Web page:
Bank economists see robust economy pushing unemployment lower

The consensus of 16 chief economists from among the largest North American banks is that the economy will see inflation-adjusted GDP growth accelerating to 2.8 percent this year – the strongest pace since 2005. “We see the economy as fundamentally strong this year with little down drift in major sectors,” said Ellen Zentner, chair of the Economic Advisory Committee of the American Bankers Association and chief U.S. economist for Morgan Stanley. “Tax cuts and regulatory reform will help support continued growth in business investment.”

Yet a key factor in the group’s forecast for growth is the employment picture. The committee forecasted unemployment to drop to 3.6 percent by 2019 — a rate that likely would generate wage pressure, which could help drive inflation beyond the Fed’s expectations. “If inflation were to rise appreciably above the Fed’s 2 percent goal, particularly in a tight labor market, it would likely trigger a more aggressive monetary policy response,” Zentner said.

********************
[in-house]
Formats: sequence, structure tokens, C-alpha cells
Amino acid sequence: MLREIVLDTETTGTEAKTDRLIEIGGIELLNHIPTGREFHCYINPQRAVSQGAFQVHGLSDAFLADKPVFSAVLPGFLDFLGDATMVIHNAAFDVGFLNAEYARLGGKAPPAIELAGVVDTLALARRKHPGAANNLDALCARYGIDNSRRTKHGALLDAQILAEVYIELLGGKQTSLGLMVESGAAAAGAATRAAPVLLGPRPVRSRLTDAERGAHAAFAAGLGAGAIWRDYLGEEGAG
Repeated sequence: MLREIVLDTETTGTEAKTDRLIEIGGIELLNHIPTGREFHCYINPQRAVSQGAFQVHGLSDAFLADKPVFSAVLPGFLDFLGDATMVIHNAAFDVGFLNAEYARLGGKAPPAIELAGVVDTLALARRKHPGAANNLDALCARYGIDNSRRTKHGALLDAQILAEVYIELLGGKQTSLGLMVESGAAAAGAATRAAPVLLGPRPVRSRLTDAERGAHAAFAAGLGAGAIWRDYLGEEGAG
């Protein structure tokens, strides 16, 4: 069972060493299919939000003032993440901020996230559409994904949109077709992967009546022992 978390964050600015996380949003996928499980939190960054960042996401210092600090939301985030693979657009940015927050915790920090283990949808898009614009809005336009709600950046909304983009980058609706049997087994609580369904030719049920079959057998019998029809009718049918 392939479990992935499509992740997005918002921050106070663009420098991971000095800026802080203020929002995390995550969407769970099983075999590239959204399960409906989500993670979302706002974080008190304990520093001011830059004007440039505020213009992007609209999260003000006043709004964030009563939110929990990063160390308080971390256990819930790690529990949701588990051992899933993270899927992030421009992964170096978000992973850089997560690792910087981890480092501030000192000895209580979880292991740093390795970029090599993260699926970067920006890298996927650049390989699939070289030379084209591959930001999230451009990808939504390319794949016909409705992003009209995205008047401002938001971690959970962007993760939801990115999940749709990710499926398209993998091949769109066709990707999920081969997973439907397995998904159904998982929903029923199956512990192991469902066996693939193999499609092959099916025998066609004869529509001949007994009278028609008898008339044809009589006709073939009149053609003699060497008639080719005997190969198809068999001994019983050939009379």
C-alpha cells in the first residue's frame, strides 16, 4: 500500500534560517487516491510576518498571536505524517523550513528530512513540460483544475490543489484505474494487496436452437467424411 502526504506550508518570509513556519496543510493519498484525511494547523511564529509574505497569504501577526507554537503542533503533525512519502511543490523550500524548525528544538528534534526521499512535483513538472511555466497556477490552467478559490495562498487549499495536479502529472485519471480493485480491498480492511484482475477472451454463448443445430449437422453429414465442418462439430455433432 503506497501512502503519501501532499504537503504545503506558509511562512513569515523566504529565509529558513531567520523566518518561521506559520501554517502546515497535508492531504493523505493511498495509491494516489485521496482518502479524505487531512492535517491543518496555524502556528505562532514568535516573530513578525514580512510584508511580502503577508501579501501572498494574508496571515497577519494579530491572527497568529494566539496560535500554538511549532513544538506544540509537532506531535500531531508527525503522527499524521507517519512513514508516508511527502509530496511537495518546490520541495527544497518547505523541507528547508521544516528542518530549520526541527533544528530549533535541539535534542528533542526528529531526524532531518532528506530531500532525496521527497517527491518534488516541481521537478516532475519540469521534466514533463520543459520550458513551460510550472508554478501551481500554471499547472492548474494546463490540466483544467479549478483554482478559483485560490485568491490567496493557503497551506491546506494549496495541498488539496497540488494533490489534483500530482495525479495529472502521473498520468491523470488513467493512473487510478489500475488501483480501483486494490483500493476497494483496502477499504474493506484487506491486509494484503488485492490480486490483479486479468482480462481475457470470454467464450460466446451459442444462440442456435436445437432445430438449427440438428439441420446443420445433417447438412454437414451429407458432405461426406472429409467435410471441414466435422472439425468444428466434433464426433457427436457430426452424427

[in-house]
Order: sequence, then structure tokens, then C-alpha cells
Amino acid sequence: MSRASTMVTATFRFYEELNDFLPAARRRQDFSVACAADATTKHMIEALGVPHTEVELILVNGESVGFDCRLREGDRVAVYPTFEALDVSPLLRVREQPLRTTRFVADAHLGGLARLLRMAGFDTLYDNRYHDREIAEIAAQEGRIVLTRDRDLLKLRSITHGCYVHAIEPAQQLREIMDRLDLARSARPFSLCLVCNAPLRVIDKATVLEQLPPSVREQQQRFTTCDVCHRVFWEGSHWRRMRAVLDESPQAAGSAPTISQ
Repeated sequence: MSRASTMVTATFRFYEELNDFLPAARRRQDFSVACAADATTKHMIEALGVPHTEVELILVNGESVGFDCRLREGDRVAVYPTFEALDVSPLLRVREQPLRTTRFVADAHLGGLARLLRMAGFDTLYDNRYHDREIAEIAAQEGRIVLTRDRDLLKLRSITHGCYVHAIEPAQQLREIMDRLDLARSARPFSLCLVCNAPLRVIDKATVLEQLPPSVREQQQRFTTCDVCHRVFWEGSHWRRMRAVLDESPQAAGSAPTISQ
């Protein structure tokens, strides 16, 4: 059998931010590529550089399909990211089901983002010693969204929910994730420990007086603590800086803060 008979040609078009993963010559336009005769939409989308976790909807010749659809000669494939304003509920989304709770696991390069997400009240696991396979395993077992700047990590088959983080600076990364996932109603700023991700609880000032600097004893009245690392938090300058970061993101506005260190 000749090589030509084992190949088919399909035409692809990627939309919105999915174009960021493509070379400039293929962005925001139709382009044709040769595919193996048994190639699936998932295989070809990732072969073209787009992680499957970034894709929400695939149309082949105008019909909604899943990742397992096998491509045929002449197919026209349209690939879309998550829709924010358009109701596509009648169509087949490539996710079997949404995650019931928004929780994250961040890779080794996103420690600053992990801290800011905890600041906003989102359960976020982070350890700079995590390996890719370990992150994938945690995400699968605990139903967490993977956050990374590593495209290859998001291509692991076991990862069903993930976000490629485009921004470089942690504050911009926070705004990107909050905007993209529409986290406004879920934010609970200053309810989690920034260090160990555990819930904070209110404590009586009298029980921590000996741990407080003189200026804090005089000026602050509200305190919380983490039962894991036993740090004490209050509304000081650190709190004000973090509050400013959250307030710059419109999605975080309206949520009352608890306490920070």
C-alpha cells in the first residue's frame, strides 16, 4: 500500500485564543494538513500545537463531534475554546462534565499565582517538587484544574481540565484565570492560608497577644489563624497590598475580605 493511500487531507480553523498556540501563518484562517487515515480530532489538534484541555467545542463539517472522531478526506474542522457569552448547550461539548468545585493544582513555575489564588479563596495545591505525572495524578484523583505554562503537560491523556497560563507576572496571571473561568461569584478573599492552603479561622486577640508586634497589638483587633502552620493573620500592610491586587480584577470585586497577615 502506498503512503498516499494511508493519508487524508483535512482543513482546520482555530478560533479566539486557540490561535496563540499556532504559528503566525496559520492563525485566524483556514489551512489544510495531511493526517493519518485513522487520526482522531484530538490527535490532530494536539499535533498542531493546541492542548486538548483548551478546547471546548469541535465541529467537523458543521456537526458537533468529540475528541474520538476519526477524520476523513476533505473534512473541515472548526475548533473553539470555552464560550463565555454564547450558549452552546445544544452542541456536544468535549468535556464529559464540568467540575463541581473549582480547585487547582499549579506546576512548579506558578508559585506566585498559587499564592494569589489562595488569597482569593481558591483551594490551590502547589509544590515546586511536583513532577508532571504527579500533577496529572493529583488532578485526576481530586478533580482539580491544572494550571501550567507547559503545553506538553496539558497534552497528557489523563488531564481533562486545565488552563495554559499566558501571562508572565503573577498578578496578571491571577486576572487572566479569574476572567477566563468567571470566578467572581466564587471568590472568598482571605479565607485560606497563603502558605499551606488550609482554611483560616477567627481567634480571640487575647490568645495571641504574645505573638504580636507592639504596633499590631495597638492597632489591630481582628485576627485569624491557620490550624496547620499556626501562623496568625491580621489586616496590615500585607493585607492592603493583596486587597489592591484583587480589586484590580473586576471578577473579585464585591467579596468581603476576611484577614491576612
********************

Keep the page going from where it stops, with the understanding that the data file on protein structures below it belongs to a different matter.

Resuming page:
The group expects the Federal Reserve to continue edging the federal funds rate higher. Following three rate hikes in 2017 year, the consensus is for four total this year – with additional rate hikes in September and December – followed by three more hikes in 2019.

 The committee sees persistent strength in the availability of bank credit, with delinquency and charge-off rates holding near historical lows. Bank consumer credit grew 4.2 percent last year and is forecast to grow 5.0 percent this year, while business credit rose 0.7 percent last year and is forecast to grow 3.0 percent in 2018.

The committee did not factor potential trade disputes into its forecast. “There were a wide range of opinions about the impact of potential trade actions, but there is no question that the committee believes lingering uncertainty threatens to dampen business investment,” said Zentner.